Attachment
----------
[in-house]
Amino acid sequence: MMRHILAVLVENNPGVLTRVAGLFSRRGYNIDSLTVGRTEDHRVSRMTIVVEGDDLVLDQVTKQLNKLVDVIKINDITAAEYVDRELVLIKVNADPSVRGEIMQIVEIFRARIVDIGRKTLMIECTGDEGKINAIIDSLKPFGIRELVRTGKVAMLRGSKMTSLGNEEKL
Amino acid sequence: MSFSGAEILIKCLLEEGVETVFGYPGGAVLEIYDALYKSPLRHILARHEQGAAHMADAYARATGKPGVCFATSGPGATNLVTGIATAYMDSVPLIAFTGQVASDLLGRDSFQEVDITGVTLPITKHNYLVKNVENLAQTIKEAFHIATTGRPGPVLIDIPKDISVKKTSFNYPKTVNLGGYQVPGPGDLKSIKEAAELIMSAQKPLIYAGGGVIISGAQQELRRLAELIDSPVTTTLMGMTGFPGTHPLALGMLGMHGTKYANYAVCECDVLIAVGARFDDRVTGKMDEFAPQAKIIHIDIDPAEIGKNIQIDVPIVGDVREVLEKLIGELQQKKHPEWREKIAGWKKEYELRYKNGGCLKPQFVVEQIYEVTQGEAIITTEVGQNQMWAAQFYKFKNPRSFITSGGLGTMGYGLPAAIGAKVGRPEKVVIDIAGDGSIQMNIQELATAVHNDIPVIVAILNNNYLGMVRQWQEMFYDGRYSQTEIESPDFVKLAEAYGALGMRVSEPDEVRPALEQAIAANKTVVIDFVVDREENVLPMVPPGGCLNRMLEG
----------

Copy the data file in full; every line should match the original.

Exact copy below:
[in-house]
Amino acid sequence: MMRHILAVLVENNPGVLTRVAGLFSRRGYNIDSLTVGRTEDHRVSRMTIVVEGDDLVLDQVTKQLNKLVDVIKINDITAAEYVDRELVLIKVNADPSVRGEIMQIVEIFRARIVDIGRKTLMIECTGDEGKINAIIDSLKPFGIRELVRTGKVAMLRGSKMTSLGNEEKL
Amino acid sequence: MSFSGAEILIKCLLEEGVETVFGYPGGAVLEIYDALYKSPLRHILARHEQGAAHMADAYARATGKPGVCFATSGPGATNLVTGIATAYMDSVPLIAFTGQVASDLLGRDSFQEVDITGVTLPITKHNYLVKNVENLAQTIKEAFHIATTGRPGPVLIDIPKDISVKKTSFNYPKTVNLGGYQVPGPGDLKSIKEAAELIMSAQKPLIYAGGGVIISGAQQELRRLAELIDSPVTTTLMGMTGFPGTHPLALGMLGMHGTKYANYAVCECDVLIAVGARFDDRVTGKMDEFAPQAKIIHIDIDPAEIGKNIQIDVPIVGDVREVLEKLIGELQQKKHPEWREKIAGWKKEYELRYKNGGCLKPQFVVEQIYEVTQGEAIITTEVGQNQMWAAQFYKFKNPRSFITSGGLGTMGYGLPAAIGAKVGRPEKVVIDIAGDGSIQMNIQELATAVHNDIPVIVAILNNNYLGMVRQWQEMFYDGRYSQTEIESPDFVKLAEAYGALGMRVSEPDEVRPALEQAIAANKTVVIDFVVDREENVLPMVPPGGCLNRMLEG